The Minister of Home Affairs, Peter Dutton, has created a new visa aimed at encouraging entrepreneurship and innovation.  The new entrepreneurship visa will be trialled in South Australia before being rolled out nationwide in 2019. This article explains the requirements for the current visa and how this will be changed by the new visa.

The Current Visa

There is a current entrepreneur visa under the Business Innovation and Investor Programme (subclass 188 visa in the “entrepreneur stream”). It requires:

  • approved entities to endorse the visa applicant’s innovation or entrepreneurial activities; and 
  • the applicant to obtain funding from an approved entity in the sum of at least $200,000.

Further, the applicant must:

  • be below 55 years of age, unless the requirement has been waived by the nominating state or territory;
  • receive a nomination from a state or territory where the applicant will live and carry out the entrepreneurial activities;
  • provide evidence that the applicant has competent English (IELTS 6.0 across all components or equivalent); and
  • ensure their intended entrepreneurial activity is a “complying entrepreneur activity” (explained below).

The current programme has not been successful in attracting sufficient applicants. 

Defining a Complying Entrepreneur Activity

A complying entrepreneur activity is an innovative idea that will lead to the commercialisation of a product or service in Australia. Alternatively, it may lead to the development of an enterprise or business in Australia.

However, a complying entrepreneur activity must not relate to:

  • residential real estate;
  • labour hire; or
  • purchase of an existing enterprise or a franchise in Australia.

Additionally, the applicant will need to meet the following requirements:

1. enter into an agreement to receive funding of at least $200,000. from:

  • a Commonwealth government agency;
  • a state or territory government;
  • a publicly funded research organisation;
  • investors registered as an Australian Venture Capital Limited Partnership (AVCLP) or Early State Venture Capital Limited Partnership (ESVCLP), managed by the Department of Industry, Innovation and Science; or
  • certain higher education providers;

2. at least 10% of the agreed funding must be paid to the entrepreneurial entity within 12 months from the day the entity starts operation;

3. hold at least 30% ownership in the entrepreneurial entity when they enter into the agreement; and

4. provide a detailed business plan for the complying entrepreneur activity.

Transitioning to the 888 Permanent Visa Under the Entrepreneur Stream

In order to meet the eligibility requirements for the new entrepreneurship visa, the applicant must provide evidence of having succeeded in the proposed entrepreneurial activities.

The measure of ‘success’ is a combination of ‘key success factors’ and ‘supporting success factors’.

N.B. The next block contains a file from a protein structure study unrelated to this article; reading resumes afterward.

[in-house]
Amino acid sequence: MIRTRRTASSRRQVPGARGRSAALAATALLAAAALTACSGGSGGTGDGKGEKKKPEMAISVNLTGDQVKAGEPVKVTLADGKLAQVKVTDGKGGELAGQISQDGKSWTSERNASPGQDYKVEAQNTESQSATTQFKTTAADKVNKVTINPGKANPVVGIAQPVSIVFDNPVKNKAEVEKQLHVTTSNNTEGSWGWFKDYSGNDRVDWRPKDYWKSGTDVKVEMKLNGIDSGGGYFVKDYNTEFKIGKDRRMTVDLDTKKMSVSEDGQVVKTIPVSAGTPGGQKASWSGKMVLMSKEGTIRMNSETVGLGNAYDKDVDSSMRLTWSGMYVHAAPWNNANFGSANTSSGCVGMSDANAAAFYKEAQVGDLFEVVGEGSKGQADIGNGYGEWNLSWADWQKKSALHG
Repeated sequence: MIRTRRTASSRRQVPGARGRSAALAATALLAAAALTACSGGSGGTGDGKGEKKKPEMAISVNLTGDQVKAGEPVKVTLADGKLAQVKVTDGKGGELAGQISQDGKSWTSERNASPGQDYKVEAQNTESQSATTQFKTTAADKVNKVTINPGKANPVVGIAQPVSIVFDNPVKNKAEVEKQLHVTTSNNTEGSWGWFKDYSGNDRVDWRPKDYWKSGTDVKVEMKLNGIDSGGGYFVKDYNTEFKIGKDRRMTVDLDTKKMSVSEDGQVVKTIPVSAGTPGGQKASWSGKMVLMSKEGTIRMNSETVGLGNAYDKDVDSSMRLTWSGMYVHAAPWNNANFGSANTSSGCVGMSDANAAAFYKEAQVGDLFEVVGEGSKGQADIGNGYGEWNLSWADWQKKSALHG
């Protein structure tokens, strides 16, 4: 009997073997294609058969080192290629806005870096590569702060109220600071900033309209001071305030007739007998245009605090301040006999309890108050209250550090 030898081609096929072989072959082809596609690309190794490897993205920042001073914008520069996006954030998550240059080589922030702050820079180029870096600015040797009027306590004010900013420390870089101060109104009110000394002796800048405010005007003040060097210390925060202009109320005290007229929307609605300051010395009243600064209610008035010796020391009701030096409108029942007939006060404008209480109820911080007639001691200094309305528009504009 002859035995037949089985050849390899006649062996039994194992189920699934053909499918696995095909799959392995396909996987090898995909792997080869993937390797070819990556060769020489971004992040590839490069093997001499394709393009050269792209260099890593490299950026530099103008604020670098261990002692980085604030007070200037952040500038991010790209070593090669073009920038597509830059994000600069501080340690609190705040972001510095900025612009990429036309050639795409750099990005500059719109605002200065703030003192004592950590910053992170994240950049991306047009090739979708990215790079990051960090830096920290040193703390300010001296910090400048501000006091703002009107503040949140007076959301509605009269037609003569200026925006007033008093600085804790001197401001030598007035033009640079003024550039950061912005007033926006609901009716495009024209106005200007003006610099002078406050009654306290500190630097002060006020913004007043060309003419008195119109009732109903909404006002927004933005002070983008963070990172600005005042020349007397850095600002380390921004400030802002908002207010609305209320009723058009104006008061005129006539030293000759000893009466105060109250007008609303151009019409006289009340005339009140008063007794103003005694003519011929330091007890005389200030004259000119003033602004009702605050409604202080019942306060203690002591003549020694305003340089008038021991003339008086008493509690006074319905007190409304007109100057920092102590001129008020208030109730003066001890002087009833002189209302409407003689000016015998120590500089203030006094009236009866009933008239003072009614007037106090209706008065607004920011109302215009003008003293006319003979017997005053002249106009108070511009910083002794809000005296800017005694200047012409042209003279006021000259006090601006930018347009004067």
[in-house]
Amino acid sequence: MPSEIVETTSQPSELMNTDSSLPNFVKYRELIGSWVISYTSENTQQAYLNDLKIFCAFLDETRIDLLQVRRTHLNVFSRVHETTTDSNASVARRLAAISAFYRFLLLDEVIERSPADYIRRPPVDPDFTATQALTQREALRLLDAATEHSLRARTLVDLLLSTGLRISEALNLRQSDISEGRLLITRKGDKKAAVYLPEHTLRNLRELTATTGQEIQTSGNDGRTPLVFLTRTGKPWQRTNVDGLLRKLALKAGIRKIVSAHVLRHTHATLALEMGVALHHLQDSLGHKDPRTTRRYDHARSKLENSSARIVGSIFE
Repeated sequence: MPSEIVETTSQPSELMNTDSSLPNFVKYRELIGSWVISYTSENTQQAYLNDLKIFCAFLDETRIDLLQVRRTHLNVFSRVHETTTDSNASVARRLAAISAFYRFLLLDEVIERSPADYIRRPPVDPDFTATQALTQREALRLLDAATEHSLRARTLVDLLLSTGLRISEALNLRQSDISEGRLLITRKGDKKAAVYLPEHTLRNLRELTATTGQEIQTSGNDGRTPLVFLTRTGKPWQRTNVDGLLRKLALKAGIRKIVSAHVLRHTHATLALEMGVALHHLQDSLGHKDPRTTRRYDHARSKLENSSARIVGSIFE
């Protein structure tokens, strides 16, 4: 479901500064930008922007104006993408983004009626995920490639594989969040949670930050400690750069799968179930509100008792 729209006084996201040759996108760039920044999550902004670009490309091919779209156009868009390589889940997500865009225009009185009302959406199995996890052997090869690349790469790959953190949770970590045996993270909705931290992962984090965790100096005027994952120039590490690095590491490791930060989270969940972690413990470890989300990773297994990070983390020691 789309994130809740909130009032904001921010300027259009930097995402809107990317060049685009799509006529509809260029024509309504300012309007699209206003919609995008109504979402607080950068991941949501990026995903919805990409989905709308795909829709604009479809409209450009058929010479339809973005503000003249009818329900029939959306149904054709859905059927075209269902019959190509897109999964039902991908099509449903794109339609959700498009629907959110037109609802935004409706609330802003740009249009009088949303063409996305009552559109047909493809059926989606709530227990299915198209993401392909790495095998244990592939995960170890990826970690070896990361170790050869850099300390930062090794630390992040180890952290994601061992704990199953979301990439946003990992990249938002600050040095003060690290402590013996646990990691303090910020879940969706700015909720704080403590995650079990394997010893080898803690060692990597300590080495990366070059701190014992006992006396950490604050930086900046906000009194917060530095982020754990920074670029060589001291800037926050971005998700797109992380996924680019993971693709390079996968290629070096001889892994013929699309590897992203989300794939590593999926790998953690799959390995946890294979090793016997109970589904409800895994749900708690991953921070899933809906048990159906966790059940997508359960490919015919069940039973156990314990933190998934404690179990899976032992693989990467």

In addition, the applicant must demonstrate they have completed at least two key success factors or a combination of one key success factor and three supporting success factors.

Key success factors include:

  • employing two or more Australians, permanent residents or other eligible persons;
  • generating an annual turnover of at least $300,000;
  • filing a provisional patent or acquiring a standard or innovation patent;
  • receiving ongoing funding or investment in your entrepreneur activity;
  • entering into a partnership with a university; or
  • selling an entrepreneurial venture for $2 million.

Supporting success factors include:

  • diversifying entrepreneurial activities into other business areas;
  • receiving a statement of success from a state or territory government nominator;
  • receiving sponsorship from the corporate sector;
  • starting at least one other business or contributing to at least two other businesses; 
  • receiving formal awards or recognition; or
  • raising or contributing to social capital.

The New Entrepreneurship Visa Removes the Funding Requirement

The new entrepreneur visa removes the requirement for funding. However, the innovative ideas or entrepreneurial activities must be ‘underwritten’ by the relevant state authorities and approved by the federal government. The entities will partner with incubators and accelerators to identify potential applicants for nomination.

The initial visa would be a provisional visa, most likely four years in duration. After successfully obtaining a provisional visa, entrepreneurs should successfully establish their business activities in Australia. After meeting further criteria, they would be eligible to apply for permanent residency. 

Those permanent residency criteria are most likely to include turnover and local employment creation, among other requirements.  

Key Takeaways

The new entrepreneur visa will be a great opportunity for entrepreneurs with self-sourced funding, provided their proposed innovative business venture is supported by the state and federal government. The government has identified the benefits of lowering the minimum threshold for the provisional visa and maintain the relative high, but achievable, threshold for the permanent visa assessment.  

If you have any questions about starting a business in Australia under the new entrepreneurship visa, get in touch with LegalVision’s immigration lawyers today by calling 1300 544 755 or fill out the form on this page.

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